The Texas Code of Criminal Procedure allows for a defendant to plead “open” and get sentenced by the trial court. You can also have a jury sentencing hearing, but I’ll discuss that process in a separate post.
Defense attorneys often use the open sentencing procedure as a pressure release valve to resolve the tension between stubborn clients and/or stubborn prosecutors. Let me explain the process.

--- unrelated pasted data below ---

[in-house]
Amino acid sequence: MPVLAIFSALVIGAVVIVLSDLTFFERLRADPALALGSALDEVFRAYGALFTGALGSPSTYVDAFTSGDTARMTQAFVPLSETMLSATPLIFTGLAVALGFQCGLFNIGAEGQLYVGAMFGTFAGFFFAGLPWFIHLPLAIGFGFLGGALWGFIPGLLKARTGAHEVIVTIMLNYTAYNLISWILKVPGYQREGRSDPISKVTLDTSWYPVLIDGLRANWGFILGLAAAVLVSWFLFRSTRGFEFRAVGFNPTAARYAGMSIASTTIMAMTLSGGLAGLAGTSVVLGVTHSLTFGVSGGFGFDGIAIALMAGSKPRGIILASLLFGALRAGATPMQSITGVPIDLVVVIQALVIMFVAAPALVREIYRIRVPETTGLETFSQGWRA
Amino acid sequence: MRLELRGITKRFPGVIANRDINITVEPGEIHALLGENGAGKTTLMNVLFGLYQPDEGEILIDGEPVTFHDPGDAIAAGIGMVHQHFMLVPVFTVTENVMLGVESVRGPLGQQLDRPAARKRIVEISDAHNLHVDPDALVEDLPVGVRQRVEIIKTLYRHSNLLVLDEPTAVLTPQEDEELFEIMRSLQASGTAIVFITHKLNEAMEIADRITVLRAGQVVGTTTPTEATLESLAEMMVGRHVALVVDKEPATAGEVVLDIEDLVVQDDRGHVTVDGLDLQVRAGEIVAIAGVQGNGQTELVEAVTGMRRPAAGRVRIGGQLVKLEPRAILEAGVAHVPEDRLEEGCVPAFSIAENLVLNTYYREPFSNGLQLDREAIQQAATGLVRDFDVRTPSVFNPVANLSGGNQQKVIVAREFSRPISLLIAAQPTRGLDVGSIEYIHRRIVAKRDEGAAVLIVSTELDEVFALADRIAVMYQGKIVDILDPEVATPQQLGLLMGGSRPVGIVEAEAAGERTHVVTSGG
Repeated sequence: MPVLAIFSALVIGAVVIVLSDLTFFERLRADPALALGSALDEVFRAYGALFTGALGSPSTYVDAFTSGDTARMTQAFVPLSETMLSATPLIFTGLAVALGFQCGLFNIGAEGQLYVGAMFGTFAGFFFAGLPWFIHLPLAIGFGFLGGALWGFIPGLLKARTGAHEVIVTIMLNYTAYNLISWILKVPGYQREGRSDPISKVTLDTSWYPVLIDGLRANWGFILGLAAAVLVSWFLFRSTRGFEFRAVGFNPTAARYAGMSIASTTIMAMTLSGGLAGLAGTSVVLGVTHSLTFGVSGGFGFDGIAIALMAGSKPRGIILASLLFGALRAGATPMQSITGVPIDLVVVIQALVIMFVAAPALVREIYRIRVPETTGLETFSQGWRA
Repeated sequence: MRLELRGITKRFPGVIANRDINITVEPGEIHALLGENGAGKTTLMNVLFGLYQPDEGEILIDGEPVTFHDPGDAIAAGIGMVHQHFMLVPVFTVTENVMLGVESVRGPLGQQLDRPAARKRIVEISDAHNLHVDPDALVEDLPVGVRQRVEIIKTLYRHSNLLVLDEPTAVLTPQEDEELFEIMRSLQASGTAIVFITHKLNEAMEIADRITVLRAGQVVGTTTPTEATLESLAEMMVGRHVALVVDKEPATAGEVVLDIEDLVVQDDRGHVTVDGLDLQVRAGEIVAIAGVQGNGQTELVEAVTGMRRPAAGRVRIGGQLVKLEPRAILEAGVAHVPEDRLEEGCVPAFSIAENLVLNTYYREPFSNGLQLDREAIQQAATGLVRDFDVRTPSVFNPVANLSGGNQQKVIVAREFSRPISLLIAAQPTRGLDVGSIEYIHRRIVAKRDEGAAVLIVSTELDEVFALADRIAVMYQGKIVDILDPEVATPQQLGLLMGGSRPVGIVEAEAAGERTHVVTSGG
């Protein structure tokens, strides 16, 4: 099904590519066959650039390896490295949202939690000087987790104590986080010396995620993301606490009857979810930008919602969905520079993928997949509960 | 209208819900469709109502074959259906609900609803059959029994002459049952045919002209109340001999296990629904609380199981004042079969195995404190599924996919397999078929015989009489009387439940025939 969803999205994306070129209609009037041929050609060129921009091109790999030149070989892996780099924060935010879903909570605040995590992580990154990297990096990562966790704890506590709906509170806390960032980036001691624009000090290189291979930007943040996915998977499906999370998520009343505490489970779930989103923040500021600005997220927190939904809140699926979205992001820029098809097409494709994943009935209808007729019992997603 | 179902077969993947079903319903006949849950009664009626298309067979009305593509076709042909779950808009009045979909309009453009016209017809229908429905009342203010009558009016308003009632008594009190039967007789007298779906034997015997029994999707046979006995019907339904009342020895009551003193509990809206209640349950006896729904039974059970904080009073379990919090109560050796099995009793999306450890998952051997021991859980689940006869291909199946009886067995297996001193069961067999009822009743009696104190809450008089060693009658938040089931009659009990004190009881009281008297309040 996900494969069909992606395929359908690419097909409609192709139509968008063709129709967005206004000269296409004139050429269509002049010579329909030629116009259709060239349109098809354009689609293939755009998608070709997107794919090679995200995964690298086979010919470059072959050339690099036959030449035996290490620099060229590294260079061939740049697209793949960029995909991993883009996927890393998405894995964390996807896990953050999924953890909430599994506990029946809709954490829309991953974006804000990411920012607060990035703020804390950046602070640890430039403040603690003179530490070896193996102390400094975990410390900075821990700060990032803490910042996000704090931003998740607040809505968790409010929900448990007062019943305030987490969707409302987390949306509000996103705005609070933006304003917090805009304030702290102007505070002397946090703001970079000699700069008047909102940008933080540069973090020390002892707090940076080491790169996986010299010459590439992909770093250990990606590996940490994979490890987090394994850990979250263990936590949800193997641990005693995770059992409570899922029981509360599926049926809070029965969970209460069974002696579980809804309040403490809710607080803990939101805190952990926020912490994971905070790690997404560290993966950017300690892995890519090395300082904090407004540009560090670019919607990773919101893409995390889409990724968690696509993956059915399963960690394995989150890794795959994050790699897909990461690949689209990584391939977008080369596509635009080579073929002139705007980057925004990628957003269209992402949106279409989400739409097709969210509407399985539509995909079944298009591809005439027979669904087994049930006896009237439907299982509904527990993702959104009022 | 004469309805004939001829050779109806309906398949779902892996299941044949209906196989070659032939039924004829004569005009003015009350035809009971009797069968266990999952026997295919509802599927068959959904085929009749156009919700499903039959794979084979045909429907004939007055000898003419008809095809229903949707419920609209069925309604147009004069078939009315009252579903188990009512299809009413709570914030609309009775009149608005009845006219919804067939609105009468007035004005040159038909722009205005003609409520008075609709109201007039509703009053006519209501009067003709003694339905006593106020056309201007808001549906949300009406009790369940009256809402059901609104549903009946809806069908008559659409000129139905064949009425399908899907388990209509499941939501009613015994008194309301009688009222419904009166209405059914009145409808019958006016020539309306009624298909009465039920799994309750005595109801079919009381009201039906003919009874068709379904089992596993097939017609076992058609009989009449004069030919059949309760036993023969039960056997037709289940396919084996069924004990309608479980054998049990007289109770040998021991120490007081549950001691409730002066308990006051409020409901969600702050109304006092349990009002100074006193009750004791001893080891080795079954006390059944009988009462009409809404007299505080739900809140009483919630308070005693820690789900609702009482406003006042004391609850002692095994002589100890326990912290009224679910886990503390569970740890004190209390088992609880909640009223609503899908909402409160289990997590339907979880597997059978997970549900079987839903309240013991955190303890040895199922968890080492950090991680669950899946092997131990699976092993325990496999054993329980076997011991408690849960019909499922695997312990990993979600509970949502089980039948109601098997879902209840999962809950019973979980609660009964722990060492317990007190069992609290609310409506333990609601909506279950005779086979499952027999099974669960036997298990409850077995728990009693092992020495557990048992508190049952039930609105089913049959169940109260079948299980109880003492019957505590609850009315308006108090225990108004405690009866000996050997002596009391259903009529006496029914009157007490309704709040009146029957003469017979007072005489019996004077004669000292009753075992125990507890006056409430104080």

First, let’s define the phrase. An open plea means that the defendant pleads guilty, signs admonishments and stipulations that inform him of type of crime he is pleading guilty to, explain that he is waiving all rights related to trying the merits of the case to a jury, and specify the punishment range of the offense. But the defendant’s actual sentence is not yet fixed. It is up to the trial court to determine what the defendant’s sentence will be after holding an evidentiary hearing. At this hearing, both the prosecutor and the defense attorney have the opportunity to put on evidence for the court to consider before deciding what sentence the defendant should get.